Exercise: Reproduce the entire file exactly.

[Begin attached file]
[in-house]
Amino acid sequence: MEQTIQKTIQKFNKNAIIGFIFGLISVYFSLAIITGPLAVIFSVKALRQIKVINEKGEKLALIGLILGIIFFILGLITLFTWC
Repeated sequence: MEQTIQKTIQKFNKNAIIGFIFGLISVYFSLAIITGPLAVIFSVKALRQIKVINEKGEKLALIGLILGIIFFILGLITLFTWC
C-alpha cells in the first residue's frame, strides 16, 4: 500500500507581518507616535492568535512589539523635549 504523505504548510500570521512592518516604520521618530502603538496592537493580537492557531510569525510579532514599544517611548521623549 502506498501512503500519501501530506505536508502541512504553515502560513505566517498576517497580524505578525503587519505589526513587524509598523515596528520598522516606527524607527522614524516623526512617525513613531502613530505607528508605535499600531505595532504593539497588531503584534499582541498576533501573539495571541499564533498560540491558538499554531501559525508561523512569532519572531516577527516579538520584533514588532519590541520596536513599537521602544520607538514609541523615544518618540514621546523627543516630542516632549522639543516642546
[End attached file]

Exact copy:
[in-house]
Amino acid sequence: MEQTIQKTIQKFNKNAIIGFIFGLISVYFSLAIITGPLAVIFSVKALRQIKVINEKGEKLALIGLILGIIFFILGLITLFTWC
Repeated sequence: MEQTIQKTIQKFNKNAIIGFIFGLISVYFSLAIITGPLAVIFSVKALRQIKVINEKGEKLALIGLILGIIFFILGLITLFTWC
C-alpha cells in the first residue's frame, strides 16, 4: 500500500507581518507616535492568535512589539523635549 504523505504548510500570521512592518516604520521618530502603538496592537493580537492557531510569525510579532514599544517611548521623549 502506498501512503500519501501530506505536508502541512504553515502560513505566517498576517497580524505578525503587519505589526513587524509598523515596528520598522516606527524607527522614524516623526512617525513613531502613530505607528508605535499600531505595532504593539497588531503584534499582541498576533501573539495571541499564533498560540491558538499554531501559525508561523512569532519572531516577527516579538520584533514588532519590541520596536513599537521602544520607538514609541523615544518618540514621546523627543516630542516632549522639543516642546